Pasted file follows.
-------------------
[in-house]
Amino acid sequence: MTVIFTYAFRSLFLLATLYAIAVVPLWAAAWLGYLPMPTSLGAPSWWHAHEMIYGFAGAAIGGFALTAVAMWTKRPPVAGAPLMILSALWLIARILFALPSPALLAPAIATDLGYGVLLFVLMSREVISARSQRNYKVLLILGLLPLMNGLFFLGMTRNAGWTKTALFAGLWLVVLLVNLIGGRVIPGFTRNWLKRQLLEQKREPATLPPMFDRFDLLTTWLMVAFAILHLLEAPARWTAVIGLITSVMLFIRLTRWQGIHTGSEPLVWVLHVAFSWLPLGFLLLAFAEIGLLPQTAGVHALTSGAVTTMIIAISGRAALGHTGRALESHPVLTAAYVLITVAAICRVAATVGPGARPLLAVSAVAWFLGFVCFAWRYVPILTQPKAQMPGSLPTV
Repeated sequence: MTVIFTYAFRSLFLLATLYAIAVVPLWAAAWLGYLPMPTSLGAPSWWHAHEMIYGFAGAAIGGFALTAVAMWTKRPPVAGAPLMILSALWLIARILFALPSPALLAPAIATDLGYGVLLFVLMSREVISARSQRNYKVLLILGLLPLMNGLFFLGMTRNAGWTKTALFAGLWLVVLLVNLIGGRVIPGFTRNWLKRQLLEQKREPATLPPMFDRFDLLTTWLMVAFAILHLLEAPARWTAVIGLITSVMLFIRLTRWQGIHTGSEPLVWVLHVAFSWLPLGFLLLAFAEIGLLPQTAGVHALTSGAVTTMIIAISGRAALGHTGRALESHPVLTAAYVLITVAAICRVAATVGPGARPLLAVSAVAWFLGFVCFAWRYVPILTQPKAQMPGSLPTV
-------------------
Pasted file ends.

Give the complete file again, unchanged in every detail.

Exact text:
[in-house]
Amino acid sequence: MTVIFTYAFRSLFLLATLYAIAVVPLWAAAWLGYLPMPTSLGAPSWWHAHEMIYGFAGAAIGGFALTAVAMWTKRPPVAGAPLMILSALWLIARILFALPSPALLAPAIATDLGYGVLLFVLMSREVISARSQRNYKVLLILGLLPLMNGLFFLGMTRNAGWTKTALFAGLWLVVLLVNLIGGRVIPGFTRNWLKRQLLEQKREPATLPPMFDRFDLLTTWLMVAFAILHLLEAPARWTAVIGLITSVMLFIRLTRWQGIHTGSEPLVWVLHVAFSWLPLGFLLLAFAEIGLLPQTAGVHALTSGAVTTMIIAISGRAALGHTGRALESHPVLTAAYVLITVAAICRVAATVGPGARPLLAVSAVAWFLGFVCFAWRYVPILTQPKAQMPGSLPTV
Repeated sequence: MTVIFTYAFRSLFLLATLYAIAVVPLWAAAWLGYLPMPTSLGAPSWWHAHEMIYGFAGAAIGGFALTAVAMWTKRPPVAGAPLMILSALWLIARILFALPSPALLAPAIATDLGYGVLLFVLMSREVISARSQRNYKVLLILGLLPLMNGLFFLGMTRNAGWTKTALFAGLWLVVLLVNLIGGRVIPGFTRNWLKRQLLEQKREPATLPPMFDRFDLLTTWLMVAFAILHLLEAPARWTAVIGLITSVMLFIRLTRWQGIHTGSEPLVWVLHVAFSWLPLGFLLLAFAEIGLLPQTAGVHALTSGAVTTMIIAISGRAALGHTGRALESHPVLTAAYVLITVAAICRVAATVGPGARPLLAVSAVAWFLGFVCFAWRYVPILTQPKAQMPGSLPTV